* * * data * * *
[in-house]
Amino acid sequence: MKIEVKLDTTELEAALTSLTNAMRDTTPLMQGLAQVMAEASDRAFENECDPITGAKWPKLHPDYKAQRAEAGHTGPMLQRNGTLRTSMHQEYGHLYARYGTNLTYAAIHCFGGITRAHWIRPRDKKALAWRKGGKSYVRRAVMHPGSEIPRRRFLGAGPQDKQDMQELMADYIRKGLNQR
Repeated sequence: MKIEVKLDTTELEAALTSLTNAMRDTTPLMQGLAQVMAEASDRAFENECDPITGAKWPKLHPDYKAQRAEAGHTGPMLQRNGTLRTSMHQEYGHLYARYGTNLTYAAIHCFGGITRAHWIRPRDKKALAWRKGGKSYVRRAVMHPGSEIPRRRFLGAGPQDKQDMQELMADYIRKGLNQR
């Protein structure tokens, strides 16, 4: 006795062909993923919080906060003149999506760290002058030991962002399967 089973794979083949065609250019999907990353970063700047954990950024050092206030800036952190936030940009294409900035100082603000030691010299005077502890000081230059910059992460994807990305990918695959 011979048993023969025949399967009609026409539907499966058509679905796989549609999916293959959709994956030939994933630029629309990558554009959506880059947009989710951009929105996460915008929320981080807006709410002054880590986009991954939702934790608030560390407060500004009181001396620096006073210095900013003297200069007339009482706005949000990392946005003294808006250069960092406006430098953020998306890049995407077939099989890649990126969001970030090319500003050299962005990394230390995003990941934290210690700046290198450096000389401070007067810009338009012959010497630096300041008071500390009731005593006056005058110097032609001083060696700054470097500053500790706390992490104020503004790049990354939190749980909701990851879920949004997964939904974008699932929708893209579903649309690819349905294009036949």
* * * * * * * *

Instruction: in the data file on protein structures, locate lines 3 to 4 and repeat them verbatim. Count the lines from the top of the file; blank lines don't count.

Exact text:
Repeated sequence: MKIEVKLDTTELEAALTSLTNAMRDTTPLMQGLAQVMAEASDRAFENECDPITGAKWPKLHPDYKAQRAEAGHTGPMLQRNGTLRTSMHQEYGHLYARYGTNLTYAAIHCFGGITRAHWIRPRDKKALAWRKGGKSYVRRAVMHPGSEIPRRRFLGAGPQDKQDMQELMADYIRKGLNQR
């Protein structure tokens, strides 16, 4: 006795062909993923919080906060003149999506760290002058030991962002399967 089973794979083949065609250019999907990353970063700047954990950024050092206030800036952190936030940009294409900035100082603000030691010299005077502890000081230059910059992460994807990305990918695959 011979048993023969025949399967009609026409539907499966058509679905796989549609999916293959959709994956030939994933630029629309990558554009959506880059947009989710951009929105996460915008929320981080807006709410002054880590986009991954939702934790608030560390407060500004009181001396620096006073210095900013003297200069007339009482706005949000990392946005003294808006250069960092406006430098953020998306890049995407077939099989890649990126969001970030090319500003050299962005990394230390995003990941934290210690700046290198450096000389401070007067810009338009012959010497630096300041008071500390009731005593006056005058110097032609001083060696700054470097500053500790706390992490104020503004790049990354939190749980909701990851879920949004997964939904974008699932929708893209579903649309690819349905294009036949």